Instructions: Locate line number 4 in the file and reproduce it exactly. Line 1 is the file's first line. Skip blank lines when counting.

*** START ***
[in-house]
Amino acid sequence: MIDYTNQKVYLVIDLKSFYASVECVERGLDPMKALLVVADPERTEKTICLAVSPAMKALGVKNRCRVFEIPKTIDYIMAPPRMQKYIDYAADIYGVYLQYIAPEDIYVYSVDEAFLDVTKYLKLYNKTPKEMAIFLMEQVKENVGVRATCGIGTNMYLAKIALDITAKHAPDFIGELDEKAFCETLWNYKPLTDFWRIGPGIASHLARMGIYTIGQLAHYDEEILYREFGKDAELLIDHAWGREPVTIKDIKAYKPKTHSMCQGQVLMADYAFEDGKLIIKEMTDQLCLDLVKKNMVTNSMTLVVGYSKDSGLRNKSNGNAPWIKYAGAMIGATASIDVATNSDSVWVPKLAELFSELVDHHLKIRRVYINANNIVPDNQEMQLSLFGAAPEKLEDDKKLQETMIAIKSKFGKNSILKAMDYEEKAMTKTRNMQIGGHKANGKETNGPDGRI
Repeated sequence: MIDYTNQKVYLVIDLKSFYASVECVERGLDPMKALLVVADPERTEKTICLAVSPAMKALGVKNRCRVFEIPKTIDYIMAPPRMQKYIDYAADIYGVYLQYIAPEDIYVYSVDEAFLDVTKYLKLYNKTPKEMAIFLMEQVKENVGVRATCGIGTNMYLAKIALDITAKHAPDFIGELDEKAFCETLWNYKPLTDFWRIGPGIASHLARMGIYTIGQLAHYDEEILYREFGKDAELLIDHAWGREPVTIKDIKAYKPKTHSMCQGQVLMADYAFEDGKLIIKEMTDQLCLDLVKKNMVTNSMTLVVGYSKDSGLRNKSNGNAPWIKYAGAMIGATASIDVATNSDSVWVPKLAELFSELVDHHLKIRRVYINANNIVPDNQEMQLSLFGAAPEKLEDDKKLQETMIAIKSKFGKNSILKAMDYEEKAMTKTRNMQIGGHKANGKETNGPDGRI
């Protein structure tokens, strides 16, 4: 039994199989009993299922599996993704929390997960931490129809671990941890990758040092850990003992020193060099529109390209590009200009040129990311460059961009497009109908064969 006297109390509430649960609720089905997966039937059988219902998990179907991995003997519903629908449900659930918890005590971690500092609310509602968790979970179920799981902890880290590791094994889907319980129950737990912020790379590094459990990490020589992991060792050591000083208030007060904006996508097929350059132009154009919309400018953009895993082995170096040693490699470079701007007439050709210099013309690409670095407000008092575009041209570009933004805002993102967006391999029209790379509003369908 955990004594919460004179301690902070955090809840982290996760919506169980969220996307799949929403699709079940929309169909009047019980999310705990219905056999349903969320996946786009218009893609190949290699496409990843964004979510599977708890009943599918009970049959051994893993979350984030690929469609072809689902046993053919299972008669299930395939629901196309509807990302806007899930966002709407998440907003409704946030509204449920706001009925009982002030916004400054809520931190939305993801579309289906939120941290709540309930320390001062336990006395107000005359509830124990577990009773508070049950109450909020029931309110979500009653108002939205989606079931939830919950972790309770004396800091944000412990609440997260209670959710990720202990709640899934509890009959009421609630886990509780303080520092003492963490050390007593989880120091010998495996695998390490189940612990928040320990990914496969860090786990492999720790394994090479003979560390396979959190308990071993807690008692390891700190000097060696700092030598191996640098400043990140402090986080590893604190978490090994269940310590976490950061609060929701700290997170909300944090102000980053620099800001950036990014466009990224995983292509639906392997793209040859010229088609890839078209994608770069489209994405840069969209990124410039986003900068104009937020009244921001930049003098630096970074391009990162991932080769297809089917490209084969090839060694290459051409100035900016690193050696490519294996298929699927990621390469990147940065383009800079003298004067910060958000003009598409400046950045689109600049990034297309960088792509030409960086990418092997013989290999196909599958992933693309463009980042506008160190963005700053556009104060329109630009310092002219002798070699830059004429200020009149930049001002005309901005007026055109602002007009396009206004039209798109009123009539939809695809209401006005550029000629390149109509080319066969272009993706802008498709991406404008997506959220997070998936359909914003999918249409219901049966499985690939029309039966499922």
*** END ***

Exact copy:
């Protein structure tokens, strides 16, 4: 039994199989009993299922599996993704929390997960931490129809671990941890990758040092850990003992020193060099529109390209590009200009040129990311460059961009497009109908064969 006297109390509430649960609720089905997966039937059988219902998990179907991995003997519903629908449900659930918890005590971690500092609310509602968790979970179920799981902890880290590791094994889907319980129950737990912020790379590094459990990490020589992991060792050591000083208030007060904006996508097929350059132009154009919309400018953009895993082995170096040693490699470079701007007439050709210099013309690409670095407000008092575009041209570009933004805002993102967006391999029209790379509003369908 955990004594919460004179301690902070955090809840982290996760919506169980969220996307799949929403699709079940929309169909009047019980999310705990219905056999349903969320996946786009218009893609190949290699496409990843964004979510599977708890009943599918009970049959051994893993979350984030690929469609072809689902046993053919299972008669299930395939629901196309509807990302806007899930966002709407998440907003409704946030509204449920706001009925009982002030916004400054809520931190939305993801579309289906939120941290709540309930320390001062336990006395107000005359509830124990577990009773508070049950109450909020029931309110979500009653108002939205989606079931939830919950972790309770004396800091944000412990609440997260209670959710990720202990709640899934509890009959009421609630886990509780303080520092003492963490050390007593989880120091010998495996695998390490189940612990928040320990990914496969860090786990492999720790394994090479003979560390396979959190308990071993807690008692390891700190000097060696700092030598191996640098400043990140402090986080590893604190978490090994269940310590976490950061609060929701700290997170909300944090102000980053620099800001950036990014466009990224995983292509639906392997793209040859010229088609890839078209994608770069489209994405840069969209990124410039986003900068104009937020009244921001930049003098630096970074391009990162991932080769297809089917490209084969090839060694290459051409100035900016690193050696490519294996298929699927990621390469990147940065383009800079003298004067910060958000003009598409400046950045689109600049990034297309960088792509030409960086990418092997013989290999196909599958992933693309463009980042506008160190963005700053556009104060329109630009310092002219002798070699830059004429200020009149930049001002005309901005007026055109602002007009396009206004039209798109009123009539939809695809209401006005550029000629390149109509080319066969272009993706802008498709991406404008997506959220997070998936359909914003999918249409219901049966499985690939029309039966499922």